Here's a new featured song to celebrate the end of the month. In a way The Gadjo Ploughboys
(er... that's Playboys, dammit!) kicked off Steam Powered Studios online
adventures. Back in 2003, on Superbowl Sunday, we recorded a batch of tunes which hit
the net somewhere (Online Rock probably). Prior to that Mr Bobby and I
collaborated on a couple of songs which were posted to the old MP3.COM site,
and I had done some work with Dr Mo, but these were the first songs to appear on
a site called Steam Powered Studio.
At least, that's the way I remember it now. That's a Natural Fact with the Gadjos
featuring Trixi Greiner on accordion and vocals is listed as song #001 in the Steam Powered Catalog, and
although my memory of these things is hazy, I'm sure I numbered the songs according to
their appearance online, not according to when they were recorded. For anyone keeping
score we're up to song #280.
Coincidentally, I have a session with the Gadjos this very afternoon...
November 28, 2008
This is just amazing...
Thanks to WFMU I've discovered a band that would certainly have been on my
hit list if I had only known about them back in 1976. I admit it, I liked a lot
of what the so-called "prog-rock" bands were doing in the 1970's. OK, a lot of it
was overblown (Rick Wakeman of Yes claims that they were the model for
some of Spinal Tap), but some of it really did push the envelope of what could be
done with electric instruments and the pop song format, and many of the players were technically excellent.
I admire that. I've never had the discipline to be technically excellent myself- but
I do admire those who have those sort of chops. Especially when they can play with feeling.
I think this band Wigwam did just that. This is a "live, in the studio" recording. The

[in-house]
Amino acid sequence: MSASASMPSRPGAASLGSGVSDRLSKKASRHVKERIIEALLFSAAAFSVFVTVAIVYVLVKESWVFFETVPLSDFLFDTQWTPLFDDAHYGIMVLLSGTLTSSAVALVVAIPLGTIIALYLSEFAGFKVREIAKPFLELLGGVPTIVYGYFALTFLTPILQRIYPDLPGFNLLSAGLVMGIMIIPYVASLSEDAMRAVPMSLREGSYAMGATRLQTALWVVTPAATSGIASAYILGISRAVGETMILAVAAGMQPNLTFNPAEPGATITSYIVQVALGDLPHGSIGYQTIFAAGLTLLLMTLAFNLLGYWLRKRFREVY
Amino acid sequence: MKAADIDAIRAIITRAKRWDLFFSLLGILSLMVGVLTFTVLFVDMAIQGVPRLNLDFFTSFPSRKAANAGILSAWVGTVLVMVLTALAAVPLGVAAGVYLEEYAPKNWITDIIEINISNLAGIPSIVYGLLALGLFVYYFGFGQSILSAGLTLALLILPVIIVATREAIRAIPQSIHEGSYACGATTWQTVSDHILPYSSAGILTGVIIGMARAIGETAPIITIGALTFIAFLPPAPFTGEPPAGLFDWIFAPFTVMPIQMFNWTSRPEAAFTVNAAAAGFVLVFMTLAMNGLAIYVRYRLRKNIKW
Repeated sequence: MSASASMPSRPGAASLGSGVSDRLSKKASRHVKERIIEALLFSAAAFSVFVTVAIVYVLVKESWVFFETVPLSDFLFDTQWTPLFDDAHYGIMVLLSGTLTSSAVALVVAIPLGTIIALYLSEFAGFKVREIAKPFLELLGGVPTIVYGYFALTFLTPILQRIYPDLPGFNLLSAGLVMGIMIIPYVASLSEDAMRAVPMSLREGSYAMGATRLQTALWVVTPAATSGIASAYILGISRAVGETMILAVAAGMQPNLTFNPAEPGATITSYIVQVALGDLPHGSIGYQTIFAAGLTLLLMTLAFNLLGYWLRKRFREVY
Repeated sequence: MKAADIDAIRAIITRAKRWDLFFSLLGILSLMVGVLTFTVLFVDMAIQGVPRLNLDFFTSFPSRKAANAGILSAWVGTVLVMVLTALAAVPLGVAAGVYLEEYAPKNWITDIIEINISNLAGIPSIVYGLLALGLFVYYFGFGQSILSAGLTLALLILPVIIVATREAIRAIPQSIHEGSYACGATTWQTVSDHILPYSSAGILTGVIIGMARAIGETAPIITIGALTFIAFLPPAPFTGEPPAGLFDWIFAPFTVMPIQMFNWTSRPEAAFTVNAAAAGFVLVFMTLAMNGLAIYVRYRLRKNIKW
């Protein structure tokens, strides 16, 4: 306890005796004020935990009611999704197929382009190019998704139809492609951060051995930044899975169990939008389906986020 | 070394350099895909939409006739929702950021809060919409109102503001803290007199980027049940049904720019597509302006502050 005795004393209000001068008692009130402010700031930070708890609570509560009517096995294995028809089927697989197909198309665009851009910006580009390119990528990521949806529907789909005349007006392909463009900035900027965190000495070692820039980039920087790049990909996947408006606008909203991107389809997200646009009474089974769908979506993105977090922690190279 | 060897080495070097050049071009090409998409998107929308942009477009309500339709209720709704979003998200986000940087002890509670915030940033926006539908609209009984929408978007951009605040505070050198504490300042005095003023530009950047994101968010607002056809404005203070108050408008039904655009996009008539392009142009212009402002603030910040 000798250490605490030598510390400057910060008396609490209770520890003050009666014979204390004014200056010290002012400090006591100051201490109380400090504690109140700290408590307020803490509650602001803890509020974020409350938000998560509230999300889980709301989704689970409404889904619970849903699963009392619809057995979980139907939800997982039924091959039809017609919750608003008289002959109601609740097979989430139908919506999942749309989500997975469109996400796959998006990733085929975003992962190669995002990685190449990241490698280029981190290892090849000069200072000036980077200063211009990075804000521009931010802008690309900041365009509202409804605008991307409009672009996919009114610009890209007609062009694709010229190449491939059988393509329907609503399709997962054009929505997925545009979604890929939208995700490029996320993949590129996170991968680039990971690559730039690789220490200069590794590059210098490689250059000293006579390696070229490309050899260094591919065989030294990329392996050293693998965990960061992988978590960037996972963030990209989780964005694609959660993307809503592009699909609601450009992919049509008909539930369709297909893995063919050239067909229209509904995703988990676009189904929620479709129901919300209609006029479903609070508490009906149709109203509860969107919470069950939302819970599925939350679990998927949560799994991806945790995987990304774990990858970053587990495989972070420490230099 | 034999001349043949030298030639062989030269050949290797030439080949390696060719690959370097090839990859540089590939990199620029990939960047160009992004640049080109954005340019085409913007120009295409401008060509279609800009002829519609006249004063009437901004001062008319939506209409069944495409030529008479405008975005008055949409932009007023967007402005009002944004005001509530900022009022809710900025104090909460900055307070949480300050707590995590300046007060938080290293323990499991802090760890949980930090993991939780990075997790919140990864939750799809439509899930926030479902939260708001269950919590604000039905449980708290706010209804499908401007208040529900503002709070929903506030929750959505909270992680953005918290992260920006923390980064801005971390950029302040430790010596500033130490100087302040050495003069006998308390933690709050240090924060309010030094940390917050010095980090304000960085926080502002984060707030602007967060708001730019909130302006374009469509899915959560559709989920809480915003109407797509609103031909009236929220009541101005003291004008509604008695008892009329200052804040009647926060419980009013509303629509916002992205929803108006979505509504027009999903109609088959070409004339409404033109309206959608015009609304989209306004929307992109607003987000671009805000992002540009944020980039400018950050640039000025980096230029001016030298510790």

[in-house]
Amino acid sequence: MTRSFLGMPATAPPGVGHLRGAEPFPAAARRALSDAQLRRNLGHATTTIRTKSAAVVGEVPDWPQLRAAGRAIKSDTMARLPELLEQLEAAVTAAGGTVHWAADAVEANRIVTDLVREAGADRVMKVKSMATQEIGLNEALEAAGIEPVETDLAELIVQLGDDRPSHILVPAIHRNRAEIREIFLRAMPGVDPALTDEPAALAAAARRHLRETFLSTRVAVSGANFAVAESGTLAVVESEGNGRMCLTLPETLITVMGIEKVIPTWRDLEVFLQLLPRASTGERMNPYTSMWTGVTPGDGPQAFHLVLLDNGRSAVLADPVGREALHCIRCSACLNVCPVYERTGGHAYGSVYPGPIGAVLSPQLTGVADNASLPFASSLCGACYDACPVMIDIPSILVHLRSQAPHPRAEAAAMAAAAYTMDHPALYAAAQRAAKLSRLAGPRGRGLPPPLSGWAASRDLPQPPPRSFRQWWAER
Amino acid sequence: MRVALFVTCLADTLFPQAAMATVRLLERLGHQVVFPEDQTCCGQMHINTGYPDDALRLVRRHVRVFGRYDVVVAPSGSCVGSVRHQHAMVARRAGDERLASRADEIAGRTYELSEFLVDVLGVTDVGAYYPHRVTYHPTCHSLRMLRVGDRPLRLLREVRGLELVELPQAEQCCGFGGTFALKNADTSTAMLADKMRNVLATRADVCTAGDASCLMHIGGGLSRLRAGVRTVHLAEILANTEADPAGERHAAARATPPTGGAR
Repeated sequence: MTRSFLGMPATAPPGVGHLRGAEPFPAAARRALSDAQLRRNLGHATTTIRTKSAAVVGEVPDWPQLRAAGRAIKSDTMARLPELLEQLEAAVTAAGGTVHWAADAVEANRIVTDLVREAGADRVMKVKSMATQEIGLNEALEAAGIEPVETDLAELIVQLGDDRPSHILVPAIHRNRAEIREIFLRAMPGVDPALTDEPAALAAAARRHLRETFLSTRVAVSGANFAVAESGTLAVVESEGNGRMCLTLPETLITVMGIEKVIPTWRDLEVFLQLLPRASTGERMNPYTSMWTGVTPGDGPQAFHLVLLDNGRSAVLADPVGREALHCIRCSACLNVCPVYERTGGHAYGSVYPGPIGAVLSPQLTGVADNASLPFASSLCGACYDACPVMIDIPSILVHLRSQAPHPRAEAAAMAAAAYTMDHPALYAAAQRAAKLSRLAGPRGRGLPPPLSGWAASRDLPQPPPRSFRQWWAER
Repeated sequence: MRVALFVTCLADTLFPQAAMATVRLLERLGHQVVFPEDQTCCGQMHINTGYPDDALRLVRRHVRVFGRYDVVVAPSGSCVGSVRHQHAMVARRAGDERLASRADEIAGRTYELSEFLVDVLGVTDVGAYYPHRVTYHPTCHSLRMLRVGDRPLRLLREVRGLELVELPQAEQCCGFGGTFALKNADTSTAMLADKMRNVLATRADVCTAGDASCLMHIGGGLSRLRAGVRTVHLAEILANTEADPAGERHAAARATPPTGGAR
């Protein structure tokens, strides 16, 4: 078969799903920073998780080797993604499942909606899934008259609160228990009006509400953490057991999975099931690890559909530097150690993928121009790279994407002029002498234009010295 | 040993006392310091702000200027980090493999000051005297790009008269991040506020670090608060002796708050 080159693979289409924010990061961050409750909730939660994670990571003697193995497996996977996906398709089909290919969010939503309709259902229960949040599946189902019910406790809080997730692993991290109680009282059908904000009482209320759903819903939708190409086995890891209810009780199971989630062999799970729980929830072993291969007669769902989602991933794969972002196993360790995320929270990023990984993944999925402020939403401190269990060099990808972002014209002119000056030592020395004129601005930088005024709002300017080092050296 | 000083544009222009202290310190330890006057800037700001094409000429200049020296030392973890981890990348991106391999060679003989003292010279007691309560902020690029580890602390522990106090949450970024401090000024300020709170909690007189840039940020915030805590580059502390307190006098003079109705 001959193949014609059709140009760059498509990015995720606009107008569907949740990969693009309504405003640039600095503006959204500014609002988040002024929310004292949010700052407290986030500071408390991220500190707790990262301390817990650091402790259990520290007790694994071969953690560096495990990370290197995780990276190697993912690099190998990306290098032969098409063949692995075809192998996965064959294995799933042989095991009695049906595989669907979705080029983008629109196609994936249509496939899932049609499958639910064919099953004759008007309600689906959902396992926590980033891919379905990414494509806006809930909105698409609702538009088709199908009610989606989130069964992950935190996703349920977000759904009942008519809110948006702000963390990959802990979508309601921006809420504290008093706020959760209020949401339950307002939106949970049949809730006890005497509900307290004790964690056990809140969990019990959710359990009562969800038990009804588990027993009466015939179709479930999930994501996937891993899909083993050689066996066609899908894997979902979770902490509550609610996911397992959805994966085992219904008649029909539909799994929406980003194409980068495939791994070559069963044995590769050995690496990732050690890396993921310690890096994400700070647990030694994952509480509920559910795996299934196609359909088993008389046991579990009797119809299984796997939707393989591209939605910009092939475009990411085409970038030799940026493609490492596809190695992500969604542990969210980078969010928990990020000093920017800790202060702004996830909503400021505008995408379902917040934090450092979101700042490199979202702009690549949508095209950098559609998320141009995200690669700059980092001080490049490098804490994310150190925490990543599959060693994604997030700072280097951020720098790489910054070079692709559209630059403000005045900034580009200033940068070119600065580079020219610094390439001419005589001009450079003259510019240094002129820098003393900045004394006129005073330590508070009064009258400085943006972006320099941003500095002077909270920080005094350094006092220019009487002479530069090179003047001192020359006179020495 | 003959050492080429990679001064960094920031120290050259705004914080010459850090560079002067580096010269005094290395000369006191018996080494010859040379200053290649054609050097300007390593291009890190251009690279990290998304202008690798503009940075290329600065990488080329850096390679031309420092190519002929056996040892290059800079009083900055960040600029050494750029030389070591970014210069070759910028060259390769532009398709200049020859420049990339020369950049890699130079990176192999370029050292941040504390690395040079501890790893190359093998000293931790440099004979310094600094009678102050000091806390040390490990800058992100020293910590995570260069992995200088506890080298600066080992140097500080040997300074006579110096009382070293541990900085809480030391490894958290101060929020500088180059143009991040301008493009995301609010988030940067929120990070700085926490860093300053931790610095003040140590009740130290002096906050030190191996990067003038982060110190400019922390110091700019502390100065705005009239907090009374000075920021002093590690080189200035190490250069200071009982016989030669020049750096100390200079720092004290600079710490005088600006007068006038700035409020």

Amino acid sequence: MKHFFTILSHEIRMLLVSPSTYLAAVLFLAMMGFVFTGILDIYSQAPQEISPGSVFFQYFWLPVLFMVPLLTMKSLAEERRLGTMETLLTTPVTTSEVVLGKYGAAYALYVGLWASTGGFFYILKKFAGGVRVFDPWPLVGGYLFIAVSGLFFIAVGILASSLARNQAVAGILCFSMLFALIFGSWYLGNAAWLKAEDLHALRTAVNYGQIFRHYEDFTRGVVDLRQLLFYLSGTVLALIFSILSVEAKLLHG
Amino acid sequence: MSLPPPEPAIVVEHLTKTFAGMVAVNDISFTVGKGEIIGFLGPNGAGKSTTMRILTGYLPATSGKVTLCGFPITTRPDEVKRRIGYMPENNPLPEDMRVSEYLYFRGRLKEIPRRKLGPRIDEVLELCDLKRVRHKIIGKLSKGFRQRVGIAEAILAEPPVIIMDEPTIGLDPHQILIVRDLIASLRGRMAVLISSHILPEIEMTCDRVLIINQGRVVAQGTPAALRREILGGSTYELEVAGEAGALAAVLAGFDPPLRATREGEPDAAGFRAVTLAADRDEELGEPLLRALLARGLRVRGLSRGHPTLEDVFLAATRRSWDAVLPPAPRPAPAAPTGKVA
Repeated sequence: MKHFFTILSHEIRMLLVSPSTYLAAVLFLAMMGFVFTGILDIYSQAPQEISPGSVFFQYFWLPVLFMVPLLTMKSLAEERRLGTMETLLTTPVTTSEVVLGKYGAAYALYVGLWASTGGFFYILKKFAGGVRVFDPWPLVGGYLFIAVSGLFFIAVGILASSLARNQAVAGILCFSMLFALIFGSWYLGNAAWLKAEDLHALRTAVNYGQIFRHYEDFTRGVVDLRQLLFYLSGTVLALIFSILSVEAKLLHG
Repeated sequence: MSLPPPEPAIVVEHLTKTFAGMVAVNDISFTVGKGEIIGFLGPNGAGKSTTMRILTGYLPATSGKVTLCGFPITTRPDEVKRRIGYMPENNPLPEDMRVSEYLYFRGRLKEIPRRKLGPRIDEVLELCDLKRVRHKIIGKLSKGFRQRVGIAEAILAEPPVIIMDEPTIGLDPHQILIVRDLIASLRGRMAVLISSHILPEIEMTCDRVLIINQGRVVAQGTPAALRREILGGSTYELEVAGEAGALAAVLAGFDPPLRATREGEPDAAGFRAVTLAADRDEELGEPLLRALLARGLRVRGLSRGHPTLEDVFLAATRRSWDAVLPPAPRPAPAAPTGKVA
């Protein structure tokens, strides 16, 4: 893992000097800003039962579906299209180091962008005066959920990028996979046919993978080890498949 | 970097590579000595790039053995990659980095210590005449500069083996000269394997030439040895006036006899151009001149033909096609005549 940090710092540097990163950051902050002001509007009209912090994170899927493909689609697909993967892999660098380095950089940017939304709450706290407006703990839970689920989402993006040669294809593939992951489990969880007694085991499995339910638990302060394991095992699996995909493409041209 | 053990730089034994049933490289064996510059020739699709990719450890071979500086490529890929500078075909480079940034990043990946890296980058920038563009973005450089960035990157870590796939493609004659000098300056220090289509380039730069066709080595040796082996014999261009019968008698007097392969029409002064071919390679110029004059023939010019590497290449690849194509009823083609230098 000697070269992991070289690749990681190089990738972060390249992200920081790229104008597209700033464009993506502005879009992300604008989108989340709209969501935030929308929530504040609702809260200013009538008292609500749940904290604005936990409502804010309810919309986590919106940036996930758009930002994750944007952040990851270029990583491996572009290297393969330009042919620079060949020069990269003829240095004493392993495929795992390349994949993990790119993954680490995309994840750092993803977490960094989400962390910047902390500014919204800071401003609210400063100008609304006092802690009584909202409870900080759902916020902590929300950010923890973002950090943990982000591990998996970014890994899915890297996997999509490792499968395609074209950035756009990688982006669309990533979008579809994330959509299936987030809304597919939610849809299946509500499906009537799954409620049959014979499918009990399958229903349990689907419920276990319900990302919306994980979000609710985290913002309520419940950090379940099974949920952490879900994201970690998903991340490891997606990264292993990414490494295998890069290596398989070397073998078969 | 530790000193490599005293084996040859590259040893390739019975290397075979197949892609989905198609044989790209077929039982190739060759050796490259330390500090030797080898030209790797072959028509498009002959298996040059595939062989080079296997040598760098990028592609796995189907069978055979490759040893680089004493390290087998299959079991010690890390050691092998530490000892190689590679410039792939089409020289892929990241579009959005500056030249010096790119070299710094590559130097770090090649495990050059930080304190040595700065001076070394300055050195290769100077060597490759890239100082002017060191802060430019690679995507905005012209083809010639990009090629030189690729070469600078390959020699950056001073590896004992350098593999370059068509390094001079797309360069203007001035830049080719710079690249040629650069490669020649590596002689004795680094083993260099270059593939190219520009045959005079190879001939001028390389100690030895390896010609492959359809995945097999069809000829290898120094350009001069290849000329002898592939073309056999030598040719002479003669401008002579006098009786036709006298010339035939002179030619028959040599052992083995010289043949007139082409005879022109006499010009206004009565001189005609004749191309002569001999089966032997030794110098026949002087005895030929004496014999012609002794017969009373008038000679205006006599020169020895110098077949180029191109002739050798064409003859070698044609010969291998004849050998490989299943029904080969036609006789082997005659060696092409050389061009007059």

band is Finnish, I think- there's a lot more of their work (and work by other Finnish prog-rock bands)
on the tube... Also, check out a very good closeup of how to play a lead on an Arp Axxe (sorry
I sold mine now), and also, please help me identify that lead guitar. Is it a Hohner? A Hag?
November 25, 2008
Now that I've got a real site host, I get stats about my website. It can be a kind of
compulsion, reading the statistics every morning, but I am getting better. Whole
days go by where I don't check how many visitors Steam Powered had the day before.
This morning I noticed that the number two source for
links to my site yesterday was the Chinese version of Google.
Bai Du has a cute blue paw print
for a logo and according to Wikipedia started out mainly as an mp3 search engine.
Would any of our Chinese visitors
be kind enough to let me know what it was they were searching for? I'd love to discover that
someone here has a "hit" in China...
November 21, 2008
OK, my philosophy here at Steam Powered, such as it is, is that the future of
music is online. And in some ways that is true, but it's not necessesarily the way I had
heck, anyone can release their music online, and people tend to cherrypick
songs to load on their portables, so what's the point of making cds anymore? Just make singles!
I just ignored the whole idea of making a "CD" for the past 7 years or so, thinking that eventually
the world would come around. There's good reasons to not make CDs.
The band Squeeze said
Singles remind me of kisses
Albums remind me of plans
Albums are like that- they should have a structure, a flow, and the really good ones do. The
trouble is, the really good albums take a long time to make, generally, and they are
made best when the players have no day jobs. It's a full-time thing, making albums.
Singles, on the other hand, are a snap. You can make a single in one good evening. I seriously
doubt that Louie, Louie was part of a plan. With that in mind, I've been trying to make singles
for the past 7 years.
Ah, but meanwhile, almost everyone that comes in here wants an album when they're done. All
I want to do is make great singles, and I've been churning out albums by the score... well,
some albums, anyway. Now sometimes that's easy, like the Gadjo Playboys (who
have another one planned here, btw) and The Old Tyme Liberation Front, because they
do what they do basically without the need of production... but ordinarily, a
CD project is a major committment of time and effort.
Ahhh, so where am I going with this? The point is, everybody still thinks in terms of
albums, even though it's not the most natural or convenient way to make music. I was
struck by this fact once again, when the wonderful WXPN aired an announcement that
they were looking for local music. Yeah!, I thought, a good shot at exposure! Oh,